Organization/Effort: Peace Corps
Service Work: Teaching English to adults and elementary-age students
After serving in Mongolia with the Peace Corps, tour director Tomas Garza is able to take small travel mishaps in stride.
"I cringe when people complain about a flight delayed by a half hour," Tomas said. "When you've experienced crumbling infrastructure and three-day flight delays, these minor inconveniences are nothing.
"It makes a challenging hotel check-in process so much easier."
Tomas's stint began in 1999, not long after democracy supplanted Soviet rule in Mongolia. Vestiges of a deeply flawed society remained.
"Everything was in transition," Tomas recalled. "The Soviet architecture was really shocking, very interesting - these hastily constructed apartment buildings with totally uneven floors. They seemed to be on the verge of collapse."
Only two roads led from Ulaanbaatar, the nation's capital. Tomas traveled about 1,000 miles along one of them to reach his small-town station, his home for nearly two years.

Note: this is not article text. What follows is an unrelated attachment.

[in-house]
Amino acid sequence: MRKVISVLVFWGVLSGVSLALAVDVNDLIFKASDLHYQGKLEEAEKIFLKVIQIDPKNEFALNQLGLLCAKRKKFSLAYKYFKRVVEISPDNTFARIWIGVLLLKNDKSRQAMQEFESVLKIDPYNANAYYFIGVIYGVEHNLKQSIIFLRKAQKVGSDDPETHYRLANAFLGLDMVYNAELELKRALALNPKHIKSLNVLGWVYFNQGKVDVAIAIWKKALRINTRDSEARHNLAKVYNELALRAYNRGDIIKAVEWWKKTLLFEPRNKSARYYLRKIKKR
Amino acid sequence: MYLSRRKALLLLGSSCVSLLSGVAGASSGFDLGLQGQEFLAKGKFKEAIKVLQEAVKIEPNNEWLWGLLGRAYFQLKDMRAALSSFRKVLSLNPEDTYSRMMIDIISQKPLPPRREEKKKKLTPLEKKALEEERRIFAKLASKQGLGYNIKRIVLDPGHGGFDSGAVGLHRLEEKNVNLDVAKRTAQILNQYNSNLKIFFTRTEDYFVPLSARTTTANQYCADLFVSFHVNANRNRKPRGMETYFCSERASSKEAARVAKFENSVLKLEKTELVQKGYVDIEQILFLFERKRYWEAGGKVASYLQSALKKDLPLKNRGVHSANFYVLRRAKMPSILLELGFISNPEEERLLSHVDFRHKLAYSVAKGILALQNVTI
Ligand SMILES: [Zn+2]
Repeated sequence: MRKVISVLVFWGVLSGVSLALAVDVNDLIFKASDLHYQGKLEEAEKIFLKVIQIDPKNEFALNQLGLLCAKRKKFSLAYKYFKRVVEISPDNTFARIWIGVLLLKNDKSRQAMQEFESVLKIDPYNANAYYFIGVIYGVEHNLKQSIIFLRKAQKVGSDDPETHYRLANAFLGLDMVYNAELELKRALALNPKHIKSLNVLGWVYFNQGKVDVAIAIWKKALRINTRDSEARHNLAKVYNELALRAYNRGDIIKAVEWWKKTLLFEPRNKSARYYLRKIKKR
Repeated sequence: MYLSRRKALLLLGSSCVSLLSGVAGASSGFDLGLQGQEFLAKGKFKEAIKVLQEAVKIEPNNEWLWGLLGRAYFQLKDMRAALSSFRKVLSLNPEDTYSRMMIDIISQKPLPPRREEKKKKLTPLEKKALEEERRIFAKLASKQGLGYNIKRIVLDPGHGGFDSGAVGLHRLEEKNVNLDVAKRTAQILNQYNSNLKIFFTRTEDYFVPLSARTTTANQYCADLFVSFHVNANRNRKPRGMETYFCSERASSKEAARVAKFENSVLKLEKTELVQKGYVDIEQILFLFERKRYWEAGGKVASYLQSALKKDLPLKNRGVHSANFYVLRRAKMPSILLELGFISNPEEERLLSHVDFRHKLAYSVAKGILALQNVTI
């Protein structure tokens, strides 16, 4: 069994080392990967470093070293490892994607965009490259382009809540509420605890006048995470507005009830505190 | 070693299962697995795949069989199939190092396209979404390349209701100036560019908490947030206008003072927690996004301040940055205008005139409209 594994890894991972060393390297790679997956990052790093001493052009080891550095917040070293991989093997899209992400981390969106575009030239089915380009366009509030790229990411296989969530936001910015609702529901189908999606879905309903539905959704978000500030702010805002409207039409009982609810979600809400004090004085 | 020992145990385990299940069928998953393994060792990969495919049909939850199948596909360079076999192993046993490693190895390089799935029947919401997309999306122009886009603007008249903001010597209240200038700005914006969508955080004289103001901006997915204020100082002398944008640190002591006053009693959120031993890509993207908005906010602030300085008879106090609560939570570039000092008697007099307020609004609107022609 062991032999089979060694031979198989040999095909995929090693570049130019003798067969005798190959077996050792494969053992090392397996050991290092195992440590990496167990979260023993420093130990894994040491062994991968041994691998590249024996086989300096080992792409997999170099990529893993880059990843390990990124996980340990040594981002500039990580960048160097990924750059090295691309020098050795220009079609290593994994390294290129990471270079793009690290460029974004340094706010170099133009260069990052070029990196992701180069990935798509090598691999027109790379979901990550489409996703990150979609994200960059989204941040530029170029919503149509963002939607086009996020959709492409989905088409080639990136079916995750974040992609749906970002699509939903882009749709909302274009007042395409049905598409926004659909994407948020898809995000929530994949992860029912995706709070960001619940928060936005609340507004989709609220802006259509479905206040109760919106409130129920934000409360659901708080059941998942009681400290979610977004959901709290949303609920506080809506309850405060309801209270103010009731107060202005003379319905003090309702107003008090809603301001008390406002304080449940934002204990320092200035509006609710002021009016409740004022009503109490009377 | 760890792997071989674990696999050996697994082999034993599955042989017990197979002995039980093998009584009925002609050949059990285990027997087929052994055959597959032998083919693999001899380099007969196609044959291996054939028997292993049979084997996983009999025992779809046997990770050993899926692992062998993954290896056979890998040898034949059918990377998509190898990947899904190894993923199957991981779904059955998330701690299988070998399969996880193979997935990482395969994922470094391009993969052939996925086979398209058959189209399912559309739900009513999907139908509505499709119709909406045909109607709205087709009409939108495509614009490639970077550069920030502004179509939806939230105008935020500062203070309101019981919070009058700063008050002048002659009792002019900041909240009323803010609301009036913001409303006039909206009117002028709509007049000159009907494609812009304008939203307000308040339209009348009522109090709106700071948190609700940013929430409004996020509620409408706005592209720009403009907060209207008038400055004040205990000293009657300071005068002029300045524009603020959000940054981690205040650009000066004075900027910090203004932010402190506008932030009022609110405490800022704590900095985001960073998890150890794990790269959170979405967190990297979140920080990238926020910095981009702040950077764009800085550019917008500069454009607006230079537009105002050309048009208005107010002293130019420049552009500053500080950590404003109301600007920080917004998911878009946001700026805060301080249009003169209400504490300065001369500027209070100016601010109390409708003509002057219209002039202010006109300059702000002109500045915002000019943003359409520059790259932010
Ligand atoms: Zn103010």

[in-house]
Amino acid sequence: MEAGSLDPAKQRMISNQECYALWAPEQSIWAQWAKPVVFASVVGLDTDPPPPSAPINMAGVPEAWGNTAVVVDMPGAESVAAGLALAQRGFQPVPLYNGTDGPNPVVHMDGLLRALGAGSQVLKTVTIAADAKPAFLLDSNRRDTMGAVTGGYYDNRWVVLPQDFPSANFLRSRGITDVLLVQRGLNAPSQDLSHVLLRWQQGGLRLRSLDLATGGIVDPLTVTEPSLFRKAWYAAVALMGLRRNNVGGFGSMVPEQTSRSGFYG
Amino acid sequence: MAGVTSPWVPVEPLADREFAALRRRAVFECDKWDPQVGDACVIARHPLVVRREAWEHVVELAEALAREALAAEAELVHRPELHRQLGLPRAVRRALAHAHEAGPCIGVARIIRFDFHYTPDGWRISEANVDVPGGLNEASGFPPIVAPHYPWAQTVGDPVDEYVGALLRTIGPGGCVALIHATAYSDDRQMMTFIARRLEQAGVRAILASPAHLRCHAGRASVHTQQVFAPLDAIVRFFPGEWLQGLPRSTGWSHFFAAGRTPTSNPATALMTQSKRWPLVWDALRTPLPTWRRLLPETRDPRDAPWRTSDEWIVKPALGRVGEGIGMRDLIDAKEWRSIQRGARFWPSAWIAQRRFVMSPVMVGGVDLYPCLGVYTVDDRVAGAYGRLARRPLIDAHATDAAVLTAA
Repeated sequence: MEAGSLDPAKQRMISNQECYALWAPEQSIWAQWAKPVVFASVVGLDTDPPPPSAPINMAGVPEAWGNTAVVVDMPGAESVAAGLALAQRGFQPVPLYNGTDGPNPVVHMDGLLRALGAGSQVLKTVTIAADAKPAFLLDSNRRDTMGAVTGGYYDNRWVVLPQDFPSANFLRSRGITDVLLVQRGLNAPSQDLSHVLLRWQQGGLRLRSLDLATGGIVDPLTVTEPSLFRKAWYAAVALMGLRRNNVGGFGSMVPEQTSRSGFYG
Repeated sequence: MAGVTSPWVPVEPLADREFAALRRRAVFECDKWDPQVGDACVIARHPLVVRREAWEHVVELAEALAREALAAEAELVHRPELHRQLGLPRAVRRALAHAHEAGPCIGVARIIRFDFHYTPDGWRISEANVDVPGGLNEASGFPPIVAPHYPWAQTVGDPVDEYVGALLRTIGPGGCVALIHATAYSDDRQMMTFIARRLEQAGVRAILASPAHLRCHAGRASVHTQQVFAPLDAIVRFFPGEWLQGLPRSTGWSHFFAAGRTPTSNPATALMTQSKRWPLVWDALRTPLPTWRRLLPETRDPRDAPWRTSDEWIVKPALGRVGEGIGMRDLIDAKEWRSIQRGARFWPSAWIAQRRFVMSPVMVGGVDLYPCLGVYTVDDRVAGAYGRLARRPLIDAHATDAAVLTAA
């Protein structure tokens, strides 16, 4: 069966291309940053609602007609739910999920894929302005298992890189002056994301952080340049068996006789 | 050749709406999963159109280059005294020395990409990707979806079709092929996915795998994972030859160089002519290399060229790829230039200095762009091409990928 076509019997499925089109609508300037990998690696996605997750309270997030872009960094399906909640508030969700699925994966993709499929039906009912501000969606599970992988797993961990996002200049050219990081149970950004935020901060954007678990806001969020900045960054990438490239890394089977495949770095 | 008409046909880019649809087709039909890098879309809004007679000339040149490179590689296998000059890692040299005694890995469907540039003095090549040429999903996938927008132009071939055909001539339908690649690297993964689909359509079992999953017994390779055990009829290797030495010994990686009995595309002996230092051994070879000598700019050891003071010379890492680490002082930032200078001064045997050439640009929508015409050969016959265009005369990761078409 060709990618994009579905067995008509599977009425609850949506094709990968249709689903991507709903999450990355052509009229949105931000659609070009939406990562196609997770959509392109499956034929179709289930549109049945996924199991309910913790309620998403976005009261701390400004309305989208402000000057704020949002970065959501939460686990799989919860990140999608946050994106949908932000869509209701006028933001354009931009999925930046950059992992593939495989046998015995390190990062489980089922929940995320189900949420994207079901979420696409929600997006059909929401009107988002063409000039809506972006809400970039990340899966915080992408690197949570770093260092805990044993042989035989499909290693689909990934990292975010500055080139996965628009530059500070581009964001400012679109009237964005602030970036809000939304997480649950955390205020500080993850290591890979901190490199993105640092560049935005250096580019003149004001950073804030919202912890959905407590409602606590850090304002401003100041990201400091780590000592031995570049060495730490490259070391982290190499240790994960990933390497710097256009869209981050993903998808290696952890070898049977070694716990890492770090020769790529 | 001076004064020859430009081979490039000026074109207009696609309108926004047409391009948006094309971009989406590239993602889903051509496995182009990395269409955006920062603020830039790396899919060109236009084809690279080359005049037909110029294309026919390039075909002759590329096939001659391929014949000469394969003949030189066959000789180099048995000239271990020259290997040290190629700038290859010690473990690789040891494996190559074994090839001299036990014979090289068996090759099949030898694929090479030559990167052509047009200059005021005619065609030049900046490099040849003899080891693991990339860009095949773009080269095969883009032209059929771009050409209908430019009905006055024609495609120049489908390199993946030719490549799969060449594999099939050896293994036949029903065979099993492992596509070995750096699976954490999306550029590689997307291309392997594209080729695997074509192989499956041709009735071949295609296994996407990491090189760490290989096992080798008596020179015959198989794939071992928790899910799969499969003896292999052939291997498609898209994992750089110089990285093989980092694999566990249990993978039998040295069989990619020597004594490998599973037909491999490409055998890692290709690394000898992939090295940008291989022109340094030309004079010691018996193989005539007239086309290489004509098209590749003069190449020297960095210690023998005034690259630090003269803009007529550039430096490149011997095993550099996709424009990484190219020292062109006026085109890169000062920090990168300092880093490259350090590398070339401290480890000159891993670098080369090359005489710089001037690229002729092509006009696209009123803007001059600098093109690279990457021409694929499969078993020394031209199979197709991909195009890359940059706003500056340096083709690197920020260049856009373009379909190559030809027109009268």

He taught English to adults and elementary-age students. However, he soon discovered his official role did not comprise the entirety of his work. Building bridges of cultural understanding overshadowed his daily duties.
"That's where the service comes in," Tomas said, "the ambassadorship rather than the technical job description."
The learning experience worked both ways. As Tomas imparted hallmarks of Western civilization, he enjoyed a culture of hospitality unique to this sparsely populated region. With vast distances between communities, nomads can always expect food and warmth upon arriving at a stranger's "ger," the Mongolian word for yurt.
Typical of many Asian countries, the most celebrated holiday of the year is the Lunar New Year. Festivities may last for weeks as families and friends travel great distances to visit one another, share meals, and exchange gifts.
"We were invited to so many gatherings I had a hard time fitting them all in," Tomas said.
Serving with the Peace Corps both "toughens you and softens you," he said. His remarkable experiences and ability to connect with individuals of different cultures readied him for an exciting, challenging career in tour directing.
"It reminds you that there is nothing insurmountable about a language barrier - that commonalities between people always win out."